Hammer and Barber also are the second consecutive tandem of juniors to win the title following Frankie Capan and Shuai Ming (Ben) Wong, who were both 17-year-olds last year at Pinehurst Resort & Country Club. The duo said they were inspired by what their fellow juniors accomplished in 2017.

Unlike last year’s final when Capan and Wong had to rally to win, Hammer and Barber took control early. Although the sides split the first two holes – Brooke chipped in on No. 2 – the juniors slowly took control from No. 3 when Hammer, who shot the equivalent of 4-under 31 on the first, holed a 30-foot chip shot for a winning birdie. Dull said after the prize ceremony that the one shot he wanted back was the 12-foot birdie putt that stopped inches short to halve that hole.

Hammer continued his wizardry on No. 6, which was playing 285 yards with the tees moved up. Hitting his second shot from the pine straw, he perfectly judged a pitch, allowing his ball to go past the flagstick and then curl back from the sloping green to 3 feet for a conceded birdie that halved the hole. Two holes later, Hammer’s 6-iron uphill approach into the wind from 167 yards landed 3 feet from the hole for a winning birdie and a 2-up advantage.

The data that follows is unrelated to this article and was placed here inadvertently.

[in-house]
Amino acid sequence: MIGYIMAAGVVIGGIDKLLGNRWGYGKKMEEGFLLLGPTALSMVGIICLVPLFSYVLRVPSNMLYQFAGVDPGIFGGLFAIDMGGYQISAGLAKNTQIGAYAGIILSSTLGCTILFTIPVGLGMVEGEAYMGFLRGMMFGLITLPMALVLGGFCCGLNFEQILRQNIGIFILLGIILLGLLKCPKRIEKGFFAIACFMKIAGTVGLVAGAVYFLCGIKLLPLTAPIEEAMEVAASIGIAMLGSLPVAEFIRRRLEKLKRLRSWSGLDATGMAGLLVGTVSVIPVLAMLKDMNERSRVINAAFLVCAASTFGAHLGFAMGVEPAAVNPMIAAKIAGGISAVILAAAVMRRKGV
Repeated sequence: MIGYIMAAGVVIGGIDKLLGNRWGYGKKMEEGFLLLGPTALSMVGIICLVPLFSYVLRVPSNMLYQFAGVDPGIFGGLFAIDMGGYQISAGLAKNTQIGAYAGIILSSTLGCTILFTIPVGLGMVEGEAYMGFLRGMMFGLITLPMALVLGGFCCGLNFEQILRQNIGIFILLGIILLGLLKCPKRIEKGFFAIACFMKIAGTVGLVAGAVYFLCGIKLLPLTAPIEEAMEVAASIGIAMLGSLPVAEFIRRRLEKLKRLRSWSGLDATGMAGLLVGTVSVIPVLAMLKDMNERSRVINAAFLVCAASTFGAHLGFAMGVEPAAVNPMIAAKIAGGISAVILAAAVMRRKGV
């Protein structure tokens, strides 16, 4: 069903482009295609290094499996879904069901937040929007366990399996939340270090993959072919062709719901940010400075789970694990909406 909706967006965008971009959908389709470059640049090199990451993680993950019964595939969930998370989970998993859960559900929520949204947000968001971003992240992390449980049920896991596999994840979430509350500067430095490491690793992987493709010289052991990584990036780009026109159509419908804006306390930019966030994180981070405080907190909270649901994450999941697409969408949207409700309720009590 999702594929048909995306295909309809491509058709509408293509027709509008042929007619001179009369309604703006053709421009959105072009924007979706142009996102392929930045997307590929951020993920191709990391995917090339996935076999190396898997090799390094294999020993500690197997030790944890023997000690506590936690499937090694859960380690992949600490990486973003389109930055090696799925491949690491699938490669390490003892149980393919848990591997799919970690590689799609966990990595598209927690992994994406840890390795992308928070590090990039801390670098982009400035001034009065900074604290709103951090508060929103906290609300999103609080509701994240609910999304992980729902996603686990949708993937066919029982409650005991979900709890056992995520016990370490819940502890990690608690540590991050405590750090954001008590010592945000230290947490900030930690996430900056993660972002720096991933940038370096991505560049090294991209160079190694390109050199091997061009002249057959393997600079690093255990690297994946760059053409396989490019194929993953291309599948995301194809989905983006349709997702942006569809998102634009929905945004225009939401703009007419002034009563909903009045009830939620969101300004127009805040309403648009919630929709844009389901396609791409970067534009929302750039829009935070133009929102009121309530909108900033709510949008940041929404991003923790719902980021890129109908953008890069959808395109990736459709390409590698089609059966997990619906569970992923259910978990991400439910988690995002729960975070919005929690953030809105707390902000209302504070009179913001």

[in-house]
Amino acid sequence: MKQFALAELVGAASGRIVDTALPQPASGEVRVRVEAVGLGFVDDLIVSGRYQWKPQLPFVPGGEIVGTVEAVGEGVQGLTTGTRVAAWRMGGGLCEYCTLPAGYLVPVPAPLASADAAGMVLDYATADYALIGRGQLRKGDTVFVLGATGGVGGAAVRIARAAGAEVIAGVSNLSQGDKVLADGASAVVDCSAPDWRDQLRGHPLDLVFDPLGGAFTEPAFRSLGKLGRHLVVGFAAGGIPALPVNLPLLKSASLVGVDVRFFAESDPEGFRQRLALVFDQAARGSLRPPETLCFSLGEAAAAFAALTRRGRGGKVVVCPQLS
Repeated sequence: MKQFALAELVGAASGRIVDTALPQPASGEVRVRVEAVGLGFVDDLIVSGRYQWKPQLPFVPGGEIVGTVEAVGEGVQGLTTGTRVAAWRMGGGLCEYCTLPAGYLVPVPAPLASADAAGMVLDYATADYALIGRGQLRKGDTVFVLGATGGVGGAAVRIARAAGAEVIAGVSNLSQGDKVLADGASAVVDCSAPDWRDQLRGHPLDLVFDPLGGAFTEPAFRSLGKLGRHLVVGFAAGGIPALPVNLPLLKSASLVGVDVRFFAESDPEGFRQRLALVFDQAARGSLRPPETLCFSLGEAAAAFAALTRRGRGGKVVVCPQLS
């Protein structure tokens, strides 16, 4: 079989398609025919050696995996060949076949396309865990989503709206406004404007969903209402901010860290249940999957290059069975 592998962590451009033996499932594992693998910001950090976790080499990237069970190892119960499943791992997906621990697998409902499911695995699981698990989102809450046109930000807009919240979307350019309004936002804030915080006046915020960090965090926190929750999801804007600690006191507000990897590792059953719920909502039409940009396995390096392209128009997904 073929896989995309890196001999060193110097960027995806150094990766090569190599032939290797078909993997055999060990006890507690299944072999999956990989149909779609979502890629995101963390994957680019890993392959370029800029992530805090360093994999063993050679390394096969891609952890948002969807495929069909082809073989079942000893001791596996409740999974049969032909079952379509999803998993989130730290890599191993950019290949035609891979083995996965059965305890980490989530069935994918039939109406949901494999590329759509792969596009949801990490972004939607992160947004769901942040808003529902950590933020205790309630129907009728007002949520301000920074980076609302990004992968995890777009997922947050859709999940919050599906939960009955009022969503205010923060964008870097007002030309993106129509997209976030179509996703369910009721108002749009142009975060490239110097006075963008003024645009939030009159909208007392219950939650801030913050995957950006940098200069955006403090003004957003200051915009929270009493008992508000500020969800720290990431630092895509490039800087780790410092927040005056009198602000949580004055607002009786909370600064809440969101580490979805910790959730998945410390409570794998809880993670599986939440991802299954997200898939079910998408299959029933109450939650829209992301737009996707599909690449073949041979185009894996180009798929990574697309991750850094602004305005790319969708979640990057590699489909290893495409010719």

“I tugged it a little bit,” said Hammer. “I didn’t think it was going to get there. That was big.”

Then on No. 13, Barber laced a towering 4-iron from 235 yards that stopped 3 feet from the flagstick for what became a conceded eagle-3 and a 4-up advantage.

“Cole didn’t want me to hit 4-iron,” said Barber. “He didn’t think I could get it there. I was like, ‘I got it.’ So I hit it hard, hit pretty much a perfect shot. It was a crazy shot.”

Two holes later and dormie-4, the final nail was struck by Hammer. With the tees moved up, he drove the green on the 370-yard, dogleg-left, par-4 and calmly two-putted for a birdie.

“Cole Hammer is a special player,” said Brooke. “He did some things that – obviously he’s going to Texas [and] I’m not saying he is Jordan Spieth, but there are certain things that he does.